Become a CBN partner and receive the DVD Living Under God's Blessing. Discover the principles that lead to favor, wisdom, and being a part of God's plan
Thank you for making Give-Back Tuesday a huge success!
CBN.com "I got put into leadership roles very early in life from fifth grade, sixth grade. I always ended up being the quarterback or the leader of the sports teams, and it’s kind of benefiting me now."
Some say that behind every good sports team is a good coach. The NFL’s Tony Dungy is a contender for greatness. He debuted as a head coach with Tampa Bay in ’96. After six seasons, he became the winningest head coach in the franchise’s history. Then in 2002, he moved to the Indianapolis Colts, leading them to the playoffs seven years in a row. It helped earn him over 100 career victories.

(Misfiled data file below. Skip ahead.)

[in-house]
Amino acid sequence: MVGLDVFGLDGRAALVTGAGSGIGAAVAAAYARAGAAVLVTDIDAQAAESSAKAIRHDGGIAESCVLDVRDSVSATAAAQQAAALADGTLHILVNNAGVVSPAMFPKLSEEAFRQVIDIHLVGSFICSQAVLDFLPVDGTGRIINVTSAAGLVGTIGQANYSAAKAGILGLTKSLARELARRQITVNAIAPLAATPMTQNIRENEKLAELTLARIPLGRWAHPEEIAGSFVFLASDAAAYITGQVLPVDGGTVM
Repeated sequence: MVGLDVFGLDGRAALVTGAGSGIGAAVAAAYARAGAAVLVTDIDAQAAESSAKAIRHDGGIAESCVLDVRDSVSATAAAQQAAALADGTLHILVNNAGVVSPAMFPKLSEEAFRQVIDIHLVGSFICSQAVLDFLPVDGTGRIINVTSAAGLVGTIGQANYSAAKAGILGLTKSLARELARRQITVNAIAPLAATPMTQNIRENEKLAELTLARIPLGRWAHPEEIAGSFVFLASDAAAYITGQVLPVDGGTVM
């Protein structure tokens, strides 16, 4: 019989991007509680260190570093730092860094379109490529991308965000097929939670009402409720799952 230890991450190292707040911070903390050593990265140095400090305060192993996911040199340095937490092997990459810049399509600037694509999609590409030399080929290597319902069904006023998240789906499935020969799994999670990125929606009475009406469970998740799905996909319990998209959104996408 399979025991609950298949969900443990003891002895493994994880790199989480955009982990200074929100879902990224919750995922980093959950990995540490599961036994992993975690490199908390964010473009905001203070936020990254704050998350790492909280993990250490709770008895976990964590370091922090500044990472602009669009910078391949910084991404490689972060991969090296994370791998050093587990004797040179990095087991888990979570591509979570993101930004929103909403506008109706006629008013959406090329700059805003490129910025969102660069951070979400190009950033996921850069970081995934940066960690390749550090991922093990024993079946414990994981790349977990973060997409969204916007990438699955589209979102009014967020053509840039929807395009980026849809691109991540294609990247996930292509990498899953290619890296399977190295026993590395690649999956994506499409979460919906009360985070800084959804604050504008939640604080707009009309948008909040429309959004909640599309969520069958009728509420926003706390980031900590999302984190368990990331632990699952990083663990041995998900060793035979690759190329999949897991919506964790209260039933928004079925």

Many NFL fans consider Indianapolis Head Coach Tony Dungy one of the greatest to ever coach the game of football. In 2005, after a 13-game winning streak, he led his team to within two games of going to the Super Bowl. This year, he took his team all the way home with his first Super Bowl win. I got a chance to talk with Coach Dungy about what he thinks it takes to be successful.
Some say great leaders are born; other say they are made. Coach Dungy believes it's a mixture of both.